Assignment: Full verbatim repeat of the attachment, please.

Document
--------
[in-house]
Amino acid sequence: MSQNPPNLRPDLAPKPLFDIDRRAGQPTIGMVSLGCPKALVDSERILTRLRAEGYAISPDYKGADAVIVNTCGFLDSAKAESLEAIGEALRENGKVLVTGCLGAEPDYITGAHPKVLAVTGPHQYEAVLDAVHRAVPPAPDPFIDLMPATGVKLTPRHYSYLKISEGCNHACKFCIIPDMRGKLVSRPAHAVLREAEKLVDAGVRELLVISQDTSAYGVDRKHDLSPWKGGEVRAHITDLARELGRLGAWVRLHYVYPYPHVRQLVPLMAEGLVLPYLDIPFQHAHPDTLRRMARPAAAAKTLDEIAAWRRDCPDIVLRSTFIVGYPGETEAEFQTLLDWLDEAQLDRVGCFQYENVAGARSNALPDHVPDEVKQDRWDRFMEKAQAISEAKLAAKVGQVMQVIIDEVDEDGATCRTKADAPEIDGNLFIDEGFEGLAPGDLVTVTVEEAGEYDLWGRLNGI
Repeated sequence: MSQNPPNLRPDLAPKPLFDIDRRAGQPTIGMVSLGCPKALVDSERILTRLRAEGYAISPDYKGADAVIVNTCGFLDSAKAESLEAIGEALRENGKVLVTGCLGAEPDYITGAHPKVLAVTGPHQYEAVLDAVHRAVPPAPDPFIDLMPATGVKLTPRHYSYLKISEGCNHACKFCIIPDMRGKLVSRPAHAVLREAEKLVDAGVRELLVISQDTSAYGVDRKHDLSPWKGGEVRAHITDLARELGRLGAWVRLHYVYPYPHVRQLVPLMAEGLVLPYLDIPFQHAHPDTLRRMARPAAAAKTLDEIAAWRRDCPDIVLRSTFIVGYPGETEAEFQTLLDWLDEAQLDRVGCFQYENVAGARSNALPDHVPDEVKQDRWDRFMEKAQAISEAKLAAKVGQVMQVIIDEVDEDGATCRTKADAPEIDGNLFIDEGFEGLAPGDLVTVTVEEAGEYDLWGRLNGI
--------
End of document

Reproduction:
[in-house]
Amino acid sequence: MSQNPPNLRPDLAPKPLFDIDRRAGQPTIGMVSLGCPKALVDSERILTRLRAEGYAISPDYKGADAVIVNTCGFLDSAKAESLEAIGEALRENGKVLVTGCLGAEPDYITGAHPKVLAVTGPHQYEAVLDAVHRAVPPAPDPFIDLMPATGVKLTPRHYSYLKISEGCNHACKFCIIPDMRGKLVSRPAHAVLREAEKLVDAGVRELLVISQDTSAYGVDRKHDLSPWKGGEVRAHITDLARELGRLGAWVRLHYVYPYPHVRQLVPLMAEGLVLPYLDIPFQHAHPDTLRRMARPAAAAKTLDEIAAWRRDCPDIVLRSTFIVGYPGETEAEFQTLLDWLDEAQLDRVGCFQYENVAGARSNALPDHVPDEVKQDRWDRFMEKAQAISEAKLAAKVGQVMQVIIDEVDEDGATCRTKADAPEIDGNLFIDEGFEGLAPGDLVTVTVEEAGEYDLWGRLNGI
Repeated sequence: MSQNPPNLRPDLAPKPLFDIDRRAGQPTIGMVSLGCPKALVDSERILTRLRAEGYAISPDYKGADAVIVNTCGFLDSAKAESLEAIGEALRENGKVLVTGCLGAEPDYITGAHPKVLAVTGPHQYEAVLDAVHRAVPPAPDPFIDLMPATGVKLTPRHYSYLKISEGCNHACKFCIIPDMRGKLVSRPAHAVLREAEKLVDAGVRELLVISQDTSAYGVDRKHDLSPWKGGEVRAHITDLARELGRLGAWVRLHYVYPYPHVRQLVPLMAEGLVLPYLDIPFQHAHPDTLRRMARPAAAAKTLDEIAAWRRDCPDIVLRSTFIVGYPGETEAEFQTLLDWLDEAQLDRVGCFQYENVAGARSNALPDHVPDEVKQDRWDRFMEKAQAISEAKLAAKVGQVMQVIIDEVDEDGATCRTKADAPEIDGNLFIDEGFEGLAPGDLVTVTVEEAGEYDLWGRLNGI